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Cloning of a Novel Splicing Variant of RIN1 and its Expression in Gastric and Colon Cancer

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The regular RIN1 gene is a molecule located on chromosome 11q13.2, and contains a coding region of 2352 bp with a 3′ domain that binds to H-Ras protein, suggesting that it is an important molecule in the intracellular signaling pathway. In this study, we confirmed the existence of a novel form of the RIN1 gene with a different splicing pattern, successfully cloned it, and examined its expression in gastric and colon cancer cell lines. A 612-bp band (the RIN1 variant mRNA) was identified in the RT-PCR product from the colon cancer cell line Colo320D. (A 2352-bp band representing the regular RIN1 gene in HT29 cell line.) The 612-bp band was sequenced and compared with that of the regular RIN1 gene. As a result, the 612-bp product was found to contain a tyrosine phosphorylation site on the 5′ side and Ras and 14-3-3 binding domains on the 3′ side, indicating that it is a product with a different splicing pattern. The expression of the RIN1 variant mRNA was observed in two of six gastric cancer cell lines and four of five colon cancer cell lines. We identified a novel RIN1 gene with a splicing pattern different from that of the regular RIN1 gene. Comparison of both genes revealed that the novel RIN1 products had a structure conserving the Ras and 14-3-3 binding domains, but lacking two tyrosine phosphorylation sites. Novel RIN1 variant protein was expressed primarily in the cytoplasm and no expression in the cell membrane, and RIN1 variant protein was bound to 14-3-3 protein. In addition, the novel RIN1 mRNA was found to be expressed in gastric and colon cancer cell lines, suggesting that it is an important gene for the function of cancer cells.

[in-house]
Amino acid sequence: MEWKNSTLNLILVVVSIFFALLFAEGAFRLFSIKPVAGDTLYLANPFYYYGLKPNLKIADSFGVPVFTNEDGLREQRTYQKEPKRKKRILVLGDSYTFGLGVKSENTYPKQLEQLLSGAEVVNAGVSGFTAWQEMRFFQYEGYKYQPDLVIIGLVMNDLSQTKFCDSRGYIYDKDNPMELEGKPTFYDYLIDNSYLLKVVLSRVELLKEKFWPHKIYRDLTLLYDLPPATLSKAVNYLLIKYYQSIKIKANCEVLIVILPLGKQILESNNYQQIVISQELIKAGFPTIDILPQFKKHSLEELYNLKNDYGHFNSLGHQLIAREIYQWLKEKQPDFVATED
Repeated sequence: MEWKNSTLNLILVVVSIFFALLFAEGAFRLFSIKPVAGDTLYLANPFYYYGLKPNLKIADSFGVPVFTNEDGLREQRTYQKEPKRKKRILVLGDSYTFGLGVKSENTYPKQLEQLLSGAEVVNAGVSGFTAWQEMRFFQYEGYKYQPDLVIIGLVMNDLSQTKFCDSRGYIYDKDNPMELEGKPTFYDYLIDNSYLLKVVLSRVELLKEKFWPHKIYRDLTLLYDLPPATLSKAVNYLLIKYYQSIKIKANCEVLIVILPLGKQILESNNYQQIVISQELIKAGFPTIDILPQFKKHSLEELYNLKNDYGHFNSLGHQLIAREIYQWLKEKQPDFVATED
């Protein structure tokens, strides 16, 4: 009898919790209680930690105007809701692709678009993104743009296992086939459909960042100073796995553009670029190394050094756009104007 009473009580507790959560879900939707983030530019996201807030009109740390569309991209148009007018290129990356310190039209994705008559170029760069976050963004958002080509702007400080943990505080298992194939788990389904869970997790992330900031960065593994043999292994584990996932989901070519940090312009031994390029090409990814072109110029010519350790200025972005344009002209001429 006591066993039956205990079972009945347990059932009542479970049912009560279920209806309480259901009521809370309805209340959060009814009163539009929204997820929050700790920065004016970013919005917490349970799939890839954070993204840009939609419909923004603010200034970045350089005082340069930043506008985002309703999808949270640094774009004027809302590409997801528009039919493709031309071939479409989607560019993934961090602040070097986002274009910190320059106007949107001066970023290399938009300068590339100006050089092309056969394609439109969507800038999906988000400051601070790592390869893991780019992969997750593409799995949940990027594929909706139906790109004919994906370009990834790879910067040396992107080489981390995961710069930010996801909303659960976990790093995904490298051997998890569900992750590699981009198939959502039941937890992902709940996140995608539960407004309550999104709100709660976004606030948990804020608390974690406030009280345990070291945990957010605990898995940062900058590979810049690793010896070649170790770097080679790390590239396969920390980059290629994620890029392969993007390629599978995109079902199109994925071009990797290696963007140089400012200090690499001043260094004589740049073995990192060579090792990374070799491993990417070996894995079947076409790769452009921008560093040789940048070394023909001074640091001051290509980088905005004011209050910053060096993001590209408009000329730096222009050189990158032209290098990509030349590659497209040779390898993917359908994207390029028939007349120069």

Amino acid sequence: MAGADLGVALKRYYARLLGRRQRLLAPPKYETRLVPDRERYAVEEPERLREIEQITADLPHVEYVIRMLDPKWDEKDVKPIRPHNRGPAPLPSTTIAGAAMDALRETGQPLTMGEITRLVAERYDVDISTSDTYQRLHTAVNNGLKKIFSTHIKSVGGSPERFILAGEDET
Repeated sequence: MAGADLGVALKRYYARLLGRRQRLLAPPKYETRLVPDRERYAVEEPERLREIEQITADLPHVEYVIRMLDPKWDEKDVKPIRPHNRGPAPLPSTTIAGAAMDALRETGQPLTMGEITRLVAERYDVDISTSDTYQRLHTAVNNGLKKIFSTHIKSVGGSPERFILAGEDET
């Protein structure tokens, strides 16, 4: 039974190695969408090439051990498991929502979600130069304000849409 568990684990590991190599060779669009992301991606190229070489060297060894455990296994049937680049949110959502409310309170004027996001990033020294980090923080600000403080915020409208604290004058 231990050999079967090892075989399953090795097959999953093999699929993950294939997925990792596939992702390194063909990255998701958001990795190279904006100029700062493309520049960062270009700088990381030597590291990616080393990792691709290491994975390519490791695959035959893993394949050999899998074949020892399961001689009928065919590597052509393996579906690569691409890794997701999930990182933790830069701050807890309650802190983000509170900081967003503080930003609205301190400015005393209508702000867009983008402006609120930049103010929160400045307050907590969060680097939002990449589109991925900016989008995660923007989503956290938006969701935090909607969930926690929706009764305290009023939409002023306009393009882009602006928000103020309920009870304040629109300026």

Keywords: Colorectal cancer; RIN1 gene; Splicing variant

Document Type: Research Article


Publication date: November 1, 2009

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  • Formerly: Oncology Research Incorporating Anti-Cancer Drug Design
    Oncology Research Featuring Preclinical and Clincal Cancer Therapeutics publishes research of the highest quality that contributes to an understanding of cancer in areas of molecular biology, cell biology, biochemistry, biophysics, genetics, biology, endocrinology, and immunology, as well as studies on the mechanism of action of carcinogens and therapeutic agents, reports dealing with cancer prevention and epidemiology, and clinical trials delineating effective new therapeutic regimens.

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